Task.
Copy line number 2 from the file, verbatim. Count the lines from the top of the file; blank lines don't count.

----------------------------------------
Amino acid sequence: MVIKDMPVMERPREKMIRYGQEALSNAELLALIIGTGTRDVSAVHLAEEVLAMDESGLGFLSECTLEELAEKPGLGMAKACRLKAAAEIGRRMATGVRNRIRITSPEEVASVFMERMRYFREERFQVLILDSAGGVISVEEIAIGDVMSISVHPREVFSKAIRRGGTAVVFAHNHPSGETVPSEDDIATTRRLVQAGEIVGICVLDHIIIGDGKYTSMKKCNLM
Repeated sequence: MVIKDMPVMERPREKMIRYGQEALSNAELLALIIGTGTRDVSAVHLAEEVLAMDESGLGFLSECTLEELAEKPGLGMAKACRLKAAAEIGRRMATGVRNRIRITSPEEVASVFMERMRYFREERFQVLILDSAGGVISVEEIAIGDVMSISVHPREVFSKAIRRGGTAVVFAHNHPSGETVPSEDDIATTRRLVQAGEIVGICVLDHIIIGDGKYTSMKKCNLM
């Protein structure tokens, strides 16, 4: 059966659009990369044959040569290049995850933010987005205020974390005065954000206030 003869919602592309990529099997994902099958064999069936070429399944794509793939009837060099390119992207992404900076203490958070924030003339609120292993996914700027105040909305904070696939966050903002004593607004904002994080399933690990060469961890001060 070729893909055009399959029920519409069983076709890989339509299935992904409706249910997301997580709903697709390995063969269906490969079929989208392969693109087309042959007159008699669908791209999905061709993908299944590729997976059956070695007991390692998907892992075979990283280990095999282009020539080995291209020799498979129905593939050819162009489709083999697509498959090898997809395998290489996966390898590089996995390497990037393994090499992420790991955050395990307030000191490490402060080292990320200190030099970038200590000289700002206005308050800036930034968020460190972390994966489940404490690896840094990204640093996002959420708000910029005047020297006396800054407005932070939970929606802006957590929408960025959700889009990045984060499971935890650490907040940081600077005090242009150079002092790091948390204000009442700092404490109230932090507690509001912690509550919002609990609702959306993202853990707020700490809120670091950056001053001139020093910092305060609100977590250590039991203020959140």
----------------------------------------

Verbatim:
Repeated sequence: MVIKDMPVMERPREKMIRYGQEALSNAELLALIIGTGTRDVSAVHLAEEVLAMDESGLGFLSECTLEELAEKPGLGMAKACRLKAAAEIGRRMATGVRNRIRITSPEEVASVFMERMRYFREERFQVLILDSAGGVISVEEIAIGDVMSISVHPREVFSKAIRRGGTAVVFAHNHPSGETVPSEDDIATTRRLVQAGEIVGICVLDHIIIGDGKYTSMKKCNLM